HomeBeefBeef Plan: ‘The government has effectively helped themselves to farmers’ money’
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Beef Plan: ‘The government has effectively helped themselves to farmers’ money’

Eamon Corley, Beef Plan chairman, shares his views on Budget 2022.

While we are grateful for some of the measures taken in the budget, by and large, we would consider it a very disappointing budget.

The measures the government has taken demonstrate a lack of knowledge of farming and an appreciation for farmers.

It demonstrates a huge lack of innovation on behalf of the government.

Also, it is very disheartening for farmers to learn that the government has demonstrated very little capacity to take farmers views and ideas on board.

With a national debt north of €200 billion and pressure on the government to implement changes to combat climate change, as well as an escalating energy crisis, we accept there is a lot of pressure to get it right.

Considering this, we surely would have expected that some serious thought would have gone into it. We might have expected some new thinking.

Some innovative thinking would facilitate all sectors to push on while at the same time addressing the climate change issues.

Not so, however, no innovative ideas. It gives the appearance of a budget put together after a glance at an outgoings and incomings spreadsheet, slapping on taxes with no thought going into incentives to bring in extra revenue.

The impact of this is it pours cold water on the different employment sectors, including agriculture. This gives no incentive to create extra revenue while at the same time doing nothing to address the problems the country faces.

Farm schemes

The carrying over of funding for farm schemes, while welcoming to the farmers who receive it, is of no benefit to the tens of thousands of farmers who find themselves excluded from these schemes.

Without independent validation of the benefits of these schemes, many farmers have doubted the gross benefits. Others, because of scheme complexities, have found themselves excluded by the department.

With farmer department relations at an all-time low, it is hard to see widespread buy-in from the many farmers facing demands for the return of funds and threats of court action.

Flat rate VAT

The flat rate VAT for farmers has moved from 5.6 % to 5.5%. The flat rate refund compensates farmers for the VAT they pay on inputs.

Most farmers are flat-rate farmers. It leaves a bad taste in the mouth of farmers when there is a reduction in the VAT they receive and no reduction in the VAT they pay.

It appears that the government has effectively helped themselves to farmers’ money. This measure’s total take from farmers is expected to be in the region of €7 million.

Beef Plan on Budget 2022: Carbon tax

Despite fuel costs escalating by 50% in the last year, the government has ploughed on and added more carbon tax.

It demonstrates, once again, how tone-deaf the department is as regards the escalating cost of farm inputs.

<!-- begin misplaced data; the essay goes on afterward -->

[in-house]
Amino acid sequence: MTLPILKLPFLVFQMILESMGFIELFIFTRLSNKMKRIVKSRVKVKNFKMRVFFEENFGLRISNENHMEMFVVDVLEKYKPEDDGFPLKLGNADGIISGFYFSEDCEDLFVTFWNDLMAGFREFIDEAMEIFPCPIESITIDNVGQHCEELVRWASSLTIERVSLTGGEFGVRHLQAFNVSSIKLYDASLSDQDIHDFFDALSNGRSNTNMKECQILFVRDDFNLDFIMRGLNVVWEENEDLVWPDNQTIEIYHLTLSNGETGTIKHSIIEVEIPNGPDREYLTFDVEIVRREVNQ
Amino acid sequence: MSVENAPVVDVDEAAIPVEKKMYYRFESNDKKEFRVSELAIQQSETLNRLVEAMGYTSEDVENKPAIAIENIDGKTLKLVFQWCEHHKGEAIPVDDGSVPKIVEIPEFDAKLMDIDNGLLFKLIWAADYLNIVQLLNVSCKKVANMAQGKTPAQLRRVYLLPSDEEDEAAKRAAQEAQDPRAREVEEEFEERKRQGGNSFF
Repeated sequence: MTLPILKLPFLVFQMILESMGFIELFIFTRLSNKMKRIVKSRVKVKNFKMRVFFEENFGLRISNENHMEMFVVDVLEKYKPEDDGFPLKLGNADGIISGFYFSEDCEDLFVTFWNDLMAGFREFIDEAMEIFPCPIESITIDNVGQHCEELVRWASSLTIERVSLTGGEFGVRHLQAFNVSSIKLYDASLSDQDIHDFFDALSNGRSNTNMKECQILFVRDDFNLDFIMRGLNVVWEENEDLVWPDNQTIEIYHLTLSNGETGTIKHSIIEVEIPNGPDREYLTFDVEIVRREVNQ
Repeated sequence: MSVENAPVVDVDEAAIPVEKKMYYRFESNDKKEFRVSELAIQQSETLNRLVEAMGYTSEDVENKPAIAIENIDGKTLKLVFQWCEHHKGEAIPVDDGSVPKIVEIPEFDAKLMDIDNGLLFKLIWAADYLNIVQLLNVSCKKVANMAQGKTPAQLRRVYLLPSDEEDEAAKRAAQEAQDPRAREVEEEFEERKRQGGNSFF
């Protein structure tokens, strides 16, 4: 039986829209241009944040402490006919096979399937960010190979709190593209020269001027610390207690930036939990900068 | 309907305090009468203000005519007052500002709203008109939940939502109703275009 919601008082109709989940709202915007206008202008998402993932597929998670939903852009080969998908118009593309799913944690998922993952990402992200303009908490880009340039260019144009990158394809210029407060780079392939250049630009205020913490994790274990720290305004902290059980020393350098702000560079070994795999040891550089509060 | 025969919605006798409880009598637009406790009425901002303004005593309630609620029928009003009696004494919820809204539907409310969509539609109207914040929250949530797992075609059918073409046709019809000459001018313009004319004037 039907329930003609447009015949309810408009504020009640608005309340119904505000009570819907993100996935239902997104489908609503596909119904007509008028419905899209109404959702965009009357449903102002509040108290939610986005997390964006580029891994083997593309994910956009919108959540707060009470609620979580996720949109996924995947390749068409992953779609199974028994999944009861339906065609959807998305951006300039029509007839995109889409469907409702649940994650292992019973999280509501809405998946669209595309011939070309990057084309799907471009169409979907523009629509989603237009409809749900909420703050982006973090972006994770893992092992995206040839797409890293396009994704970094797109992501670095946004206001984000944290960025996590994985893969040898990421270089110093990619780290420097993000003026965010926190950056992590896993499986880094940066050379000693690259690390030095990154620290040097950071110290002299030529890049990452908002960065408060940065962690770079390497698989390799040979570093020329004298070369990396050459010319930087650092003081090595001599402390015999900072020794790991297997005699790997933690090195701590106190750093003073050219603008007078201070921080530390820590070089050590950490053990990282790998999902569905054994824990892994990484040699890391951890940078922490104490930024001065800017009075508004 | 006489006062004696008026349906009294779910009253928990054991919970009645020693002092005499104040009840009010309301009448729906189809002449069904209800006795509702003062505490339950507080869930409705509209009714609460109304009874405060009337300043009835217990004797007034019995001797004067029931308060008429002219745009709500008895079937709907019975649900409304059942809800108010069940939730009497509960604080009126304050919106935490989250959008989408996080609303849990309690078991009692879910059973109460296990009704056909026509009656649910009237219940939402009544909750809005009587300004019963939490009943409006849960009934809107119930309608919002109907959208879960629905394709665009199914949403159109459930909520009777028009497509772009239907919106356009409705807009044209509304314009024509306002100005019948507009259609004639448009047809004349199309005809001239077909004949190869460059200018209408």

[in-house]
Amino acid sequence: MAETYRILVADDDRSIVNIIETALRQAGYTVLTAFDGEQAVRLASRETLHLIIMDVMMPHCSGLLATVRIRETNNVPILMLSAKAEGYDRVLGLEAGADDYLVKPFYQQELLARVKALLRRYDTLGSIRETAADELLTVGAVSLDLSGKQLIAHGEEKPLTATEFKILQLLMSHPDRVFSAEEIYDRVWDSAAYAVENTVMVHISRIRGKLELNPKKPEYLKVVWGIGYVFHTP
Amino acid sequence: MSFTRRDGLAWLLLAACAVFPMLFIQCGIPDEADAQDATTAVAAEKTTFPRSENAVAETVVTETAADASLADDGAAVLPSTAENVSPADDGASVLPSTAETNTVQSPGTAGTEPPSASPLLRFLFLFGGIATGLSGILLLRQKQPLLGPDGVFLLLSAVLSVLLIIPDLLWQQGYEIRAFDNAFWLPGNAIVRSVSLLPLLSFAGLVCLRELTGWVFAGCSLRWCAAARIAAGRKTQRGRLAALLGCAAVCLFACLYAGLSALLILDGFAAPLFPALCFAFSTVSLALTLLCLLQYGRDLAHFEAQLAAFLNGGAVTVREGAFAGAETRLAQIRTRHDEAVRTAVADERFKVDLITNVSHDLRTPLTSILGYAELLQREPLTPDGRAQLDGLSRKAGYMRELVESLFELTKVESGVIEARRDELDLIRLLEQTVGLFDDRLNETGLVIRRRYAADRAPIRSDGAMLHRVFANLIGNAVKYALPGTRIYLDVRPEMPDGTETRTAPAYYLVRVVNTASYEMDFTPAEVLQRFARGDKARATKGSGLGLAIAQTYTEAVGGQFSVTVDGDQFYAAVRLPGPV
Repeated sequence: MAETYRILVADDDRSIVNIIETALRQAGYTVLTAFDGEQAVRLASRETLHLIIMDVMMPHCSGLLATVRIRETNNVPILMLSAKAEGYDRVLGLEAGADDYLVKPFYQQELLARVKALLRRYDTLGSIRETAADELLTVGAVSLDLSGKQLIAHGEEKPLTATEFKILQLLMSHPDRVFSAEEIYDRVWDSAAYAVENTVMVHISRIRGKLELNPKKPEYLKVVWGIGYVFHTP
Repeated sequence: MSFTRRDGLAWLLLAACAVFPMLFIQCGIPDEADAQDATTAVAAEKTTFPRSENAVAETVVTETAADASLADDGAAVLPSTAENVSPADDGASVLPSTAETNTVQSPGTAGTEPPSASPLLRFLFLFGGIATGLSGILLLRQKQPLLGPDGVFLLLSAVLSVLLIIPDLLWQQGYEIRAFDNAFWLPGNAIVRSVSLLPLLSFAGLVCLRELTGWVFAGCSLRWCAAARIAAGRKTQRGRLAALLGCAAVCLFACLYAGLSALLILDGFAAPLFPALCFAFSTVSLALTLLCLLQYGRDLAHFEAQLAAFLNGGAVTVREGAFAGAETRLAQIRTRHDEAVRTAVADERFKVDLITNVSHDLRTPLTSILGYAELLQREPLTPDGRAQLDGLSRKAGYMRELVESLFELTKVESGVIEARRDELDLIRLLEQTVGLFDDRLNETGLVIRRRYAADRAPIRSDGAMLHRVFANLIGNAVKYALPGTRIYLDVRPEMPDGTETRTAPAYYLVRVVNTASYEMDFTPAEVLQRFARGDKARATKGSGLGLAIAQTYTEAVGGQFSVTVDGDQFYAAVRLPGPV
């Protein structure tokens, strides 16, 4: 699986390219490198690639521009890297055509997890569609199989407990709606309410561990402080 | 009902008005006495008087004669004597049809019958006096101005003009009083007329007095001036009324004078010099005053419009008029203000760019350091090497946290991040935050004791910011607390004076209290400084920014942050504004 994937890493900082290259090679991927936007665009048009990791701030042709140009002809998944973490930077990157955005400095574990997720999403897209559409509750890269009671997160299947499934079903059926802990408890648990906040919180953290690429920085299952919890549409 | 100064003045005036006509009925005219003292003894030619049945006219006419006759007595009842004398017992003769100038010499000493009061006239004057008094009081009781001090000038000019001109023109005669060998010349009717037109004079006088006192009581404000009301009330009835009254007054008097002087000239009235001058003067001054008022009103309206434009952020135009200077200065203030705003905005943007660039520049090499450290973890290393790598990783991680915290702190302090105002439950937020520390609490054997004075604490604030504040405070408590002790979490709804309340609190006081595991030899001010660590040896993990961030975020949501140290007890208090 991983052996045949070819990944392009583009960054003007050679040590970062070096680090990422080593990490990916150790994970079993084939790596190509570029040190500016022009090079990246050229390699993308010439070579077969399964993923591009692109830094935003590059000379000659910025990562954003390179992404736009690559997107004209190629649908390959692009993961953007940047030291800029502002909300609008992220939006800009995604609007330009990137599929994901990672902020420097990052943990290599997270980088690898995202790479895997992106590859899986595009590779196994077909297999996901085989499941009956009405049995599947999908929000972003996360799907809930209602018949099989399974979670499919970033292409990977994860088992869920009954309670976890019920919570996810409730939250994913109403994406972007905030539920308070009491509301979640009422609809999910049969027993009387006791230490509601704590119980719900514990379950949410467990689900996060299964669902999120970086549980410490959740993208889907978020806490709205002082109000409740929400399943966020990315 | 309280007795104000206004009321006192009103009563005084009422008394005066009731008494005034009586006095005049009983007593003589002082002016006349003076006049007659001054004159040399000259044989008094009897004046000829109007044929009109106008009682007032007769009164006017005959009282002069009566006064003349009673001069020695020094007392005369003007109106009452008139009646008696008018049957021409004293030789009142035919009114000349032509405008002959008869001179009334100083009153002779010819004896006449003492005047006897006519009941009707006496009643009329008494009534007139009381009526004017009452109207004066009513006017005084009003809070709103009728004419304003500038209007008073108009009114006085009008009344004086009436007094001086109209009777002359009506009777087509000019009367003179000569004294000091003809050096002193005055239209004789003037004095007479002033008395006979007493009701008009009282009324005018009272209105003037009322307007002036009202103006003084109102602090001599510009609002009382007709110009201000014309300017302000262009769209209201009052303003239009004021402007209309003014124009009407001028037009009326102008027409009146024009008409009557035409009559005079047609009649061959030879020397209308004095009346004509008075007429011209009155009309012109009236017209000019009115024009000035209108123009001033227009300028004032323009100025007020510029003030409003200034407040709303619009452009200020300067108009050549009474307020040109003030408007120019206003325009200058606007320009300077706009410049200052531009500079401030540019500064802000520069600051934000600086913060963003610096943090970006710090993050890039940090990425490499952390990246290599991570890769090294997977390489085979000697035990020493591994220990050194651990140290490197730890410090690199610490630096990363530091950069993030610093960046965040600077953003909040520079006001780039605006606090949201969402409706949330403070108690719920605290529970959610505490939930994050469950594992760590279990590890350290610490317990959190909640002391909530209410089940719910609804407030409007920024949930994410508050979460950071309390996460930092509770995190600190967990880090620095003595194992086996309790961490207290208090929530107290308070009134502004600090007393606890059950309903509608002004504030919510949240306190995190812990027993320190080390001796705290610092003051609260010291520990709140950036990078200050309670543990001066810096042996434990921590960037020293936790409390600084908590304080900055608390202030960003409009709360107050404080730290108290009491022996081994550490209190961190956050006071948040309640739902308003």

Beef Plan is not in favour of a land tax and would see Capital Gains Tax reliefs offset against sustainable projects as a policy more likely to reach the required targets.

Zoned Land Tax

Regarding the proposed Zoned Land Tax, it will be very important that land owned and farmed by active farmers is excluded from this tax.

It will also be important that the tax should only apply to zoned residential land that has the full range of services provided.

It would be very unfair if landowners were getting taxed if planning departments were dragging their heels about facilitating the provision of services or the granting of planning permission.

Climate change

Probably the most disappointing aspect of the budget is the side-lining of farmers regarding the solution to climate change. If climate change measures do not make sense, then farmers will not do them.

One example that does not make sense is stopping peat harvesting in Ireland and then importing hundreds of lorries loads of peat from eastern Europe for our horticultural sector.

One of the items in our budget submission was incentives for the building of digesters.

Digesters would seem to be a particularly good fit that would allow farmers to be part of the solution.

They would:

  • Produce compost for the horticulture sector;
  • Fertiliser for the agricultural sector;
  • Renewable gas to replace imported fossil fuels;
  • Renewable electricity for the national grid.

It is very disappointing that the government is doing so little if anything on this.

Another one of our suggestions was incentives to promote farm-to-fork initiatives. This would also help counteract climate change by resulting in more food been consumed locally. Again, there doesn’t seem to be any government’s response on this.

Beef Plan on Budget 2022: Quangos

It seems the government favours the development of quangos that only serve to squeeze the life out of our employment sectors, such as agriculture, rather than providing them with initiatives to incentivise them to assist in solving major problems facing the country.

Farmers are nervous about two new potential quangos that have emerged and have questions that remain to be answered.

Will the new land development agency formed recently, coupled with the zoned land tax introduced in this budget, do what they have been set up to do. Or, will they facilitate corruption that will see the proceeds of farmer assets unjustly diverted away from farmers?

Will the office of the Food Ombudsman sort out the injustices in the food industry? Will it be a talking shop that will facilitate the dominance of the retailers and factories over the primary producer?

If the office of the Food Ombudsman performs to the same level as its predecessor, the Beef Market Taskforce, then farmers are rightly concerned.

Find out how Budget 2022 will impact you.

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